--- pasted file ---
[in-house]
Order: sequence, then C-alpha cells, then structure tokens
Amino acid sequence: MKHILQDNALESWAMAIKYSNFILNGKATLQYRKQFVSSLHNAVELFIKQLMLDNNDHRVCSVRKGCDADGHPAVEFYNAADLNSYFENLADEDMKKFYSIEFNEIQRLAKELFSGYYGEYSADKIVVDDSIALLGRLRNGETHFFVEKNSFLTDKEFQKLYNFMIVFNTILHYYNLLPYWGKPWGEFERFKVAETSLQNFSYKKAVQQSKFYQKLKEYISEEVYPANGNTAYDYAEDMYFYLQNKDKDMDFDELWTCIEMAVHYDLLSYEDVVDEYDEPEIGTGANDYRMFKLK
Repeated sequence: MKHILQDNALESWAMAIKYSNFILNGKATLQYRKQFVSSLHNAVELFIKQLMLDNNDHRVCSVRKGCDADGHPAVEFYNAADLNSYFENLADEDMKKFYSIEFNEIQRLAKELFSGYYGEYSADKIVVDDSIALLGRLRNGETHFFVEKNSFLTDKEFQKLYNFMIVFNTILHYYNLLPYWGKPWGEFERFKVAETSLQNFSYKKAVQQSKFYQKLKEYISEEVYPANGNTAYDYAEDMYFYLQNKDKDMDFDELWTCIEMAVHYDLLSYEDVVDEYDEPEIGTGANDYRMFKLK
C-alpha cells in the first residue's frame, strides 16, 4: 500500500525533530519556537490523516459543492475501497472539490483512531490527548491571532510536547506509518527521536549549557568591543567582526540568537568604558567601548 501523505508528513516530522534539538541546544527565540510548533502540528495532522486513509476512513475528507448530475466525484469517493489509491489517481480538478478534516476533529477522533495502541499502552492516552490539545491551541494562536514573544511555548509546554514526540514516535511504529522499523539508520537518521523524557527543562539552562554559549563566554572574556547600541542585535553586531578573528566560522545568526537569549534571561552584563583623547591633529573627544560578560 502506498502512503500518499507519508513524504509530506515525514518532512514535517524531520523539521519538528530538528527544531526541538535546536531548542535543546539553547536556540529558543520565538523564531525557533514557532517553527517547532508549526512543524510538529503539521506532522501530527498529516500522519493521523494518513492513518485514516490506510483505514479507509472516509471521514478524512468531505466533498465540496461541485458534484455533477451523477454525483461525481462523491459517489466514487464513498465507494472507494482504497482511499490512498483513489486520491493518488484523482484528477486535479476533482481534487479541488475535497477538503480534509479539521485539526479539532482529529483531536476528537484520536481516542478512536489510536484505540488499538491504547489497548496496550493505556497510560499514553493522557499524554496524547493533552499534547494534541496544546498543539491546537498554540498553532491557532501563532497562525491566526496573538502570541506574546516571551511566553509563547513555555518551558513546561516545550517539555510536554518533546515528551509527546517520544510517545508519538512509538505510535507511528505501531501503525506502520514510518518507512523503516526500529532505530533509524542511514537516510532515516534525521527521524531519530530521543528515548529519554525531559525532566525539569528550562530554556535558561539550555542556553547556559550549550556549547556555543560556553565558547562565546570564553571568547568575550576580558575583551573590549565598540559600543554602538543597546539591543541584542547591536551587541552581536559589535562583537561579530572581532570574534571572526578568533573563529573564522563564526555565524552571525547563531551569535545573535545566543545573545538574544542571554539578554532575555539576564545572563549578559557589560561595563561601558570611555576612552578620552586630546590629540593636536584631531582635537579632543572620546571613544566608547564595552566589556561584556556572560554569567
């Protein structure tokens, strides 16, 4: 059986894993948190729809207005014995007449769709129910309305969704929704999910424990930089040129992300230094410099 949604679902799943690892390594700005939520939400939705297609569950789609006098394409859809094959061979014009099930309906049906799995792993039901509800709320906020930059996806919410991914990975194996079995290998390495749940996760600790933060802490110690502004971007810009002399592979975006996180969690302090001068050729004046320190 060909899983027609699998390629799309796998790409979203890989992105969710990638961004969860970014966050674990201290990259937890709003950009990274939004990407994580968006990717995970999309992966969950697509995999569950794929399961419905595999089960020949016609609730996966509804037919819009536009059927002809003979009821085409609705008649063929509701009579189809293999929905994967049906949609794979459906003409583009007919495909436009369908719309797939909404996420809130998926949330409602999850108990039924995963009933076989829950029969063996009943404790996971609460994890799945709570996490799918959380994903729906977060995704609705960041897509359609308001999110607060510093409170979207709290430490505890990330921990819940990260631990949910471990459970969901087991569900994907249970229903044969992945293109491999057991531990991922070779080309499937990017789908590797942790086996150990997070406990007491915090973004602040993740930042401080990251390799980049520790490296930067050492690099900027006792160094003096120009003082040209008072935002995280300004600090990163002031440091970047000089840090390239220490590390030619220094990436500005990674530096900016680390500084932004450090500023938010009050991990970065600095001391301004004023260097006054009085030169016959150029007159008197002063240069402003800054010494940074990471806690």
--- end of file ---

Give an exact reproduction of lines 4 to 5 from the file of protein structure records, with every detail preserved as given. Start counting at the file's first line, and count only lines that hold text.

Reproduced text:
Repeated sequence: MKHILQDNALESWAMAIKYSNFILNGKATLQYRKQFVSSLHNAVELFIKQLMLDNNDHRVCSVRKGCDADGHPAVEFYNAADLNSYFENLADEDMKKFYSIEFNEIQRLAKELFSGYYGEYSADKIVVDDSIALLGRLRNGETHFFVEKNSFLTDKEFQKLYNFMIVFNTILHYYNLLPYWGKPWGEFERFKVAETSLQNFSYKKAVQQSKFYQKLKEYISEEVYPANGNTAYDYAEDMYFYLQNKDKDMDFDELWTCIEMAVHYDLLSYEDVVDEYDEPEIGTGANDYRMFKLK
C-alpha cells in the first residue's frame, strides 16, 4: 500500500525533530519556537490523516459543492475501497472539490483512531490527548491571532510536547506509518527521536549549557568591543567582526540568537568604558567601548 501523505508528513516530522534539538541546544527565540510548533502540528495532522486513509476512513475528507448530475466525484469517493489509491489517481480538478478534516476533529477522533495502541499502552492516552490539545491551541494562536514573544511555548509546554514526540514516535511504529522499523539508520537518521523524557527543562539552562554559549563566554572574556547600541542585535553586531578573528566560522545568526537569549534571561552584563583623547591633529573627544560578560 502506498502512503500518499507519508513524504509530506515525514518532512514535517524531520523539521519538528530538528527544531526541538535546536531548542535543546539553547536556540529558543520565538523564531525557533514557532517553527517547532508549526512543524510538529503539521506532522501530527498529516500522519493521523494518513492513518485514516490506510483505514479507509472516509471521514478524512468531505466533498465540496461541485458534484455533477451523477454525483461525481462523491459517489466514487464513498465507494472507494482504497482511499490512498483513489486520491493518488484523482484528477486535479476533482481534487479541488475535497477538503480534509479539521485539526479539532482529529483531536476528537484520536481516542478512536489510536484505540488499538491504547489497548496496550493505556497510560499514553493522557499524554496524547493533552499534547494534541496544546498543539491546537498554540498553532491557532501563532497562525491566526496573538502570541506574546516571551511566553509563547513555555518551558513546561516545550517539555510536554518533546515528551509527546517520544510517545508519538512509538505510535507511528505501531501503525506502520514510518518507512523503516526500529532505530533509524542511514537516510532515516534525521527521524531519530530521543528515548529519554525531559525532566525539569528550562530554556535558561539550555542556553547556559550549550556549547556555543560556553565558547562565546570564553571568547568575550576580558575583551573590549565598540559600543554602538543597546539591543541584542547591536551587541552581536559589535562583537561579530572581532570574534571572526578568533573563529573564522563564526555565524552571525547563531551569535545573535545566543545573545538574544542571554539578554532575555539576564545572563549578559557589560561595563561601558570611555576612552578620552586630546590629540593636536584631531582635537579632543572620546571613544566608547564595552566589556561584556556572560554569567